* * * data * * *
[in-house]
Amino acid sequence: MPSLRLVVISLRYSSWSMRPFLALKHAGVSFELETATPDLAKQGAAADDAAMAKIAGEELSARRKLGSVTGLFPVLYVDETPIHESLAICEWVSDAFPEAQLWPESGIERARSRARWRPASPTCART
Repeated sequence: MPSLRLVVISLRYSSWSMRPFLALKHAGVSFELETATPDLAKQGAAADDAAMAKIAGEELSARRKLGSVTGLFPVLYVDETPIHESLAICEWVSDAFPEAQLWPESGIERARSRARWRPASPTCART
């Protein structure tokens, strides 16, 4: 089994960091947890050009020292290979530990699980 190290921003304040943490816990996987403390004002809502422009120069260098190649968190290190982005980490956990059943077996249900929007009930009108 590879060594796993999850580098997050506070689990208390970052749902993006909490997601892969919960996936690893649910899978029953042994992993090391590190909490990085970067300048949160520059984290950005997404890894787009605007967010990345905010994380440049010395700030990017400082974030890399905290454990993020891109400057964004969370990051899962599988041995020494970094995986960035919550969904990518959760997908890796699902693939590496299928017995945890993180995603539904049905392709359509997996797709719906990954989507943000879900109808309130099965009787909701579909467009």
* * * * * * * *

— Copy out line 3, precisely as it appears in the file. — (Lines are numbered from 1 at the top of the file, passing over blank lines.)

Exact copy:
Repeated sequence: MPSLRLVVISLRYSSWSMRPFLALKHAGVSFELETATPDLAKQGAAADDAAMAKIAGEELSARRKLGSVTGLFPVLYVDETPIHESLAICEWVSDAFPEAQLWPESGIERARSRARWRPASPTCART